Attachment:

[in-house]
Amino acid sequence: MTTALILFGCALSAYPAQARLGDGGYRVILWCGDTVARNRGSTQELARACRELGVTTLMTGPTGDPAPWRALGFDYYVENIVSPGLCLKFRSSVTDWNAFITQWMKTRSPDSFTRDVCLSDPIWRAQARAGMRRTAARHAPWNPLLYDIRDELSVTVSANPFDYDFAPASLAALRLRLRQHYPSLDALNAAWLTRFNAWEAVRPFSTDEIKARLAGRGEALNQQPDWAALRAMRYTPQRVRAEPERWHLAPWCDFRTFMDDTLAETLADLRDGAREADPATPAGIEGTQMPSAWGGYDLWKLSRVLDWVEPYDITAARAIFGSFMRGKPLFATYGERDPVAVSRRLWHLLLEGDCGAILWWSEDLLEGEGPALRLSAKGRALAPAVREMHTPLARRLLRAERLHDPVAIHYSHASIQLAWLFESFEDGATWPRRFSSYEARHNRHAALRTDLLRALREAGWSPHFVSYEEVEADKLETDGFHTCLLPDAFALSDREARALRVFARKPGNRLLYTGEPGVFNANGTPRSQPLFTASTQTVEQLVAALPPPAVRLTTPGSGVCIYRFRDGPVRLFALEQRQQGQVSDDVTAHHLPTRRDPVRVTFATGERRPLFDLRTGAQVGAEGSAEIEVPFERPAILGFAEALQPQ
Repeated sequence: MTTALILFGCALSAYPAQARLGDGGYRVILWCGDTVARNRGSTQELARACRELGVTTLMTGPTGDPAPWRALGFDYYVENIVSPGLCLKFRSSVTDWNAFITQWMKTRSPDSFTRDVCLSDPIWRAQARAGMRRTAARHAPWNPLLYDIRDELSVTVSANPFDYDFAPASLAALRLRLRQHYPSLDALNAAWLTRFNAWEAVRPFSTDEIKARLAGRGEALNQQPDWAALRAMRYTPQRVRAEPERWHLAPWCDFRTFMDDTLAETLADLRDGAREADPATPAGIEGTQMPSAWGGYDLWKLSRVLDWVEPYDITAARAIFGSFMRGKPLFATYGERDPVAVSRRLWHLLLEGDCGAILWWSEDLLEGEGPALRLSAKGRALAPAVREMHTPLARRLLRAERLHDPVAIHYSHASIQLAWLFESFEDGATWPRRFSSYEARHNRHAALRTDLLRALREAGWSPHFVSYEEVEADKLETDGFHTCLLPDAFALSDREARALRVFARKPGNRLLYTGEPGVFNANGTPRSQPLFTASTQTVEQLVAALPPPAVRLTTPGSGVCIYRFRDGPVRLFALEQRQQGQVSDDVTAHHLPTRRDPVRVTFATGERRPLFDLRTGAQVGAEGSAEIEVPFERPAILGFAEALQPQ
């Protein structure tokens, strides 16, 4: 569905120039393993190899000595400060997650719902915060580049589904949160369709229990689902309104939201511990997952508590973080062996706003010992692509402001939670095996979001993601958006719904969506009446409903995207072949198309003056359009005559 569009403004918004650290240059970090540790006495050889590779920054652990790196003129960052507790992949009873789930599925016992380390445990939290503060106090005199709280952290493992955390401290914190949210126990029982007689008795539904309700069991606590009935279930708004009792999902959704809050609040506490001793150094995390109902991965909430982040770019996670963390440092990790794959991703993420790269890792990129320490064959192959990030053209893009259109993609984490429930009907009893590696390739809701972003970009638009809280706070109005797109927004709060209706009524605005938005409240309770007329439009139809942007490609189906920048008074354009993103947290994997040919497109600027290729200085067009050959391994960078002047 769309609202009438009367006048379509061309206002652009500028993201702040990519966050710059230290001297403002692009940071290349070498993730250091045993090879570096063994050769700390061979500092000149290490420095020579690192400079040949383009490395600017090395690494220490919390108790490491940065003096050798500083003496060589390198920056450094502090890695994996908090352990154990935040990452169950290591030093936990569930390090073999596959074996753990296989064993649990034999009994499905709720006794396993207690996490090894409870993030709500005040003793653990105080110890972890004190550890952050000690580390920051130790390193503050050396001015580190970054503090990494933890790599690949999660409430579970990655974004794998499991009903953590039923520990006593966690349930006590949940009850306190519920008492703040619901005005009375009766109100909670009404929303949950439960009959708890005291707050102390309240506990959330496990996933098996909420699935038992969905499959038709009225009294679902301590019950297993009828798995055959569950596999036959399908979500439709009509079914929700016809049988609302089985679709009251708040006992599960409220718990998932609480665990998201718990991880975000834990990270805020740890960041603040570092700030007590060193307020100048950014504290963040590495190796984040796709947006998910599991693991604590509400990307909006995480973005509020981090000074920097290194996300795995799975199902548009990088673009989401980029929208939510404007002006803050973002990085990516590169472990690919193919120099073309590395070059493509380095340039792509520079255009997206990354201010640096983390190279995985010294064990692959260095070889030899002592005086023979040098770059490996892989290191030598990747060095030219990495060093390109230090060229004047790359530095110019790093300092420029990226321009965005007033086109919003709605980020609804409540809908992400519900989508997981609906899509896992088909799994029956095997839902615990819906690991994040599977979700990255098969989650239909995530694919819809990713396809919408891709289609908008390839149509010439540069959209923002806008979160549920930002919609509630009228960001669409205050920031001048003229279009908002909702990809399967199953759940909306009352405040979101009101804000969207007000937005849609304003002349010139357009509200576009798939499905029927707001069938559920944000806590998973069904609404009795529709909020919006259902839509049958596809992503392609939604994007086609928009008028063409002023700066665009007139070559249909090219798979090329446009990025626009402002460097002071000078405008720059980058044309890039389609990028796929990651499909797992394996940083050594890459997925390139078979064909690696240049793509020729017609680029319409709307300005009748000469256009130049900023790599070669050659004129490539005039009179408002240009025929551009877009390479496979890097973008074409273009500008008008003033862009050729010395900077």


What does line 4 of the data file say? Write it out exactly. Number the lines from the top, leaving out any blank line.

């Protein structure tokens, strides 16, 4: 569905120039393993190899000595400060997650719902915060580049589904949160369709229990689902309104939201511990997952508590973080062996706003010992692509402001939670095996979001993601958006719904969506009446409903995207072949198309003056359009005559 569009403004918004650290240059970090540790006495050889590779920054652990790196003129960052507790992949009873789930599925016992380390445990939290503060106090005199709280952290493992955390401290914190949210126990029982007689008795539904309700069991606590009935279930708004009792999902959704809050609040506490001793150094995390109902991965909430982040770019996670963390440092990790794959991703993420790269890792990129320490064959192959990030053209893009259109993609984490429930009907009893590696390739809701972003970009638009809280706070109005797109927004709060209706009524605005938005409240309770007329439009139809942007490609189906920048008074354009993103947290994997040919497109600027290729200085067009050959391994960078002047 769309609202009438009367006048379509061309206002652009500028993201702040990519966050710059230290001297403002692009940071290349070498993730250091045993090879570096063994050769700390061979500092000149290490420095020579690192400079040949383009490395600017090395690494220490919390108790490491940065003096050798500083003496060589390198920056450094502090890695994996908090352990154990935040990452169950290591030093936990569930390090073999596959074996753990296989064993649990034999009994499905709720006794396993207690996490090894409870993030709500005040003793653990105080110890972890004190550890952050000690580390920051130790390193503050050396001015580190970054503090990494933890790599690949999660409430579970990655974004794998499991009903953590039923520990006593966690349930006590949940009850306190519920008492703040619901005005009375009766109100909670009404929303949950439960009959708890005291707050102390309240506990959330496990996933098996909420699935038992969905499959038709009225009294679902301590019950297993009828798995055959569950596999036959399908979500439709009509079914929700016809049988609302089985679709009251708040006992599960409220718990998932609480665990998201718990991880975000834990990270805020740890960041603040570092700030007590060193307020100048950014504290963040590495190796984040796709947006998910599991693991604590509400990307909006995480973005509020981090000074920097290194996300795995799975199902548009990088673009989401980029929208939510404007002006803050973002990085990516590169472990690919193919120099073309590395070059493509380095340039792509520079255009997206990354201010640096983390190279995985010294064990692959260095070889030899002592005086023979040098770059490996892989290191030598990747060095030219990495060093390109230090060229004047790359530095110019790093300092420029990226321009965005007033086109919003709605980020609804409540809908992400519900989508997981609906899509896992088909799994029956095997839902615990819906690991994040599977979700990255098969989650239909995530694919819809990713396809919408891709289609908008390839149509010439540069959209923002806008979160549920930002919609509630009228960001669409205050920031001048003229279009908002909702990809399967199953759940909306009352405040979101009101804000969207007000937005849609304003002349010139357009509200576009798939499905029927707001069938559920944000806590998973069904609404009795529709909020919006259902839509049958596809992503392609939604994007086609928009008028063409002023700066665009007139070559249909090219798979090329446009990025626009402002460097002071000078405008720059980058044309890039389609990028796929990651499909797992394996940083050594890459997925390139078979064909690696240049793509020729017609680029319409709307300005009748000469256009130049900023790599070669050659004129490539005039009179408002240009025929551009877009390479496979890097973008074409273009500008008008003033862009050729010395900077």